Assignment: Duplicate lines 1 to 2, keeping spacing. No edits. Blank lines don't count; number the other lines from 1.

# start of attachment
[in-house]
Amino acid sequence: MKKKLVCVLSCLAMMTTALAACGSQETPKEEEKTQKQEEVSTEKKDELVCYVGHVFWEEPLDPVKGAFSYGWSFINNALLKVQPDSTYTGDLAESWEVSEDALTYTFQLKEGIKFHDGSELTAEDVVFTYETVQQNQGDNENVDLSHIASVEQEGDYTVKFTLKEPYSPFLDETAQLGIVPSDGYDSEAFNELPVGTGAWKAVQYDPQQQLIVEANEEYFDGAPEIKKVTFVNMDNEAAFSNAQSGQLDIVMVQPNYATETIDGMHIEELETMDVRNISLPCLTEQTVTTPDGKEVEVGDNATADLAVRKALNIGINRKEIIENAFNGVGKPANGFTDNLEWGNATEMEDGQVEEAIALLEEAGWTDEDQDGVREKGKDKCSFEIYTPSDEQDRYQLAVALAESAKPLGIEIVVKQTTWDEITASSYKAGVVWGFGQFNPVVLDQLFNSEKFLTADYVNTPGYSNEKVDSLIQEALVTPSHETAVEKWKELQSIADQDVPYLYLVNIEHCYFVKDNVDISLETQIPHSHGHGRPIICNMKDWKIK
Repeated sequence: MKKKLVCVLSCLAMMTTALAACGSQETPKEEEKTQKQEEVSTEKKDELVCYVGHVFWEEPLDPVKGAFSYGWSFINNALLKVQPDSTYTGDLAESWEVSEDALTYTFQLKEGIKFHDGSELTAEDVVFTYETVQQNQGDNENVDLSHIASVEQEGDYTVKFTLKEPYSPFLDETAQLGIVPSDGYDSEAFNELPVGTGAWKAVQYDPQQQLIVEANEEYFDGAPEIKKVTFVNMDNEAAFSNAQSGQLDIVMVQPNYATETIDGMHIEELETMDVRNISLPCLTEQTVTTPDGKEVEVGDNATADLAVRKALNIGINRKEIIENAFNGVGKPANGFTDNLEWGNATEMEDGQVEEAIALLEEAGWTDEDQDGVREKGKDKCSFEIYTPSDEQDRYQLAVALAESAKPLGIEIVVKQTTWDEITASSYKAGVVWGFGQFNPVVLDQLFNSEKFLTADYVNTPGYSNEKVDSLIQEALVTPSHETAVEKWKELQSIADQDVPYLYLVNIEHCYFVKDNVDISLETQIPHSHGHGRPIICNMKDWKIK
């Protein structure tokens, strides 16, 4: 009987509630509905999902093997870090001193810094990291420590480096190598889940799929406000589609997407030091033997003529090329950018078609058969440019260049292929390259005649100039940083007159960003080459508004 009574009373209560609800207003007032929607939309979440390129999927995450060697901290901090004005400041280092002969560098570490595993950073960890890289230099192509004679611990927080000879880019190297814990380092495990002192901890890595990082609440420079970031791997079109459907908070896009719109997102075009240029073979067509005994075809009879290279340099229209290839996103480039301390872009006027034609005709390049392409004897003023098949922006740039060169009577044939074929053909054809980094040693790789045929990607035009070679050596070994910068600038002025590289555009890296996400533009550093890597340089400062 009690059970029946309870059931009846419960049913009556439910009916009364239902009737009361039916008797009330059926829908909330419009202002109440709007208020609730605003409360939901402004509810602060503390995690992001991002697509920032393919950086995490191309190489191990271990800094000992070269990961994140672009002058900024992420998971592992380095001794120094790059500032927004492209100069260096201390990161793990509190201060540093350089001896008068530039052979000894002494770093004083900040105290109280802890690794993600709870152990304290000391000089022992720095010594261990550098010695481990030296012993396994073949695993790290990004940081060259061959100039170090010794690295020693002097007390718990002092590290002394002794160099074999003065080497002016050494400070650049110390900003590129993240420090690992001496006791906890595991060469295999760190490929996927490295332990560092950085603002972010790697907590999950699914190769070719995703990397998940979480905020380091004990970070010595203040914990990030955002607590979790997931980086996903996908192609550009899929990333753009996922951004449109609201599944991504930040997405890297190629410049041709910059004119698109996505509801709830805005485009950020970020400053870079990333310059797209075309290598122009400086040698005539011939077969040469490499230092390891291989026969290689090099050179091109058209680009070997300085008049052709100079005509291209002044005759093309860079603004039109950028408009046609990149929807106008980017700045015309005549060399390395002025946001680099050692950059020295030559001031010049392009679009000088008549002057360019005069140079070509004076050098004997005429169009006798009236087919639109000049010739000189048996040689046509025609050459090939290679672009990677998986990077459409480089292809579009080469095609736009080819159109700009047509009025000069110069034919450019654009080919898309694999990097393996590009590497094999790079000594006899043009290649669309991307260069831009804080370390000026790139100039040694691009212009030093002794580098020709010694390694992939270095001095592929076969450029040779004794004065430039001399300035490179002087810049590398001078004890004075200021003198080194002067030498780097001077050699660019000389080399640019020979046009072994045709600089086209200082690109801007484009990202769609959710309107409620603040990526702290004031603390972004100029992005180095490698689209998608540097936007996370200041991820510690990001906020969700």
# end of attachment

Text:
[in-house]
Amino acid sequence: MKKKLVCVLSCLAMMTTALAACGSQETPKEEEKTQKQEEVSTEKKDELVCYVGHVFWEEPLDPVKGAFSYGWSFINNALLKVQPDSTYTGDLAESWEVSEDALTYTFQLKEGIKFHDGSELTAEDVVFTYETVQQNQGDNENVDLSHIASVEQEGDYTVKFTLKEPYSPFLDETAQLGIVPSDGYDSEAFNELPVGTGAWKAVQYDPQQQLIVEANEEYFDGAPEIKKVTFVNMDNEAAFSNAQSGQLDIVMVQPNYATETIDGMHIEELETMDVRNISLPCLTEQTVTTPDGKEVEVGDNATADLAVRKALNIGINRKEIIENAFNGVGKPANGFTDNLEWGNATEMEDGQVEEAIALLEEAGWTDEDQDGVREKGKDKCSFEIYTPSDEQDRYQLAVALAESAKPLGIEIVVKQTTWDEITASSYKAGVVWGFGQFNPVVLDQLFNSEKFLTADYVNTPGYSNEKVDSLIQEALVTPSHETAVEKWKELQSIADQDVPYLYLVNIEHCYFVKDNVDISLETQIPHSHGHGRPIICNMKDWKIK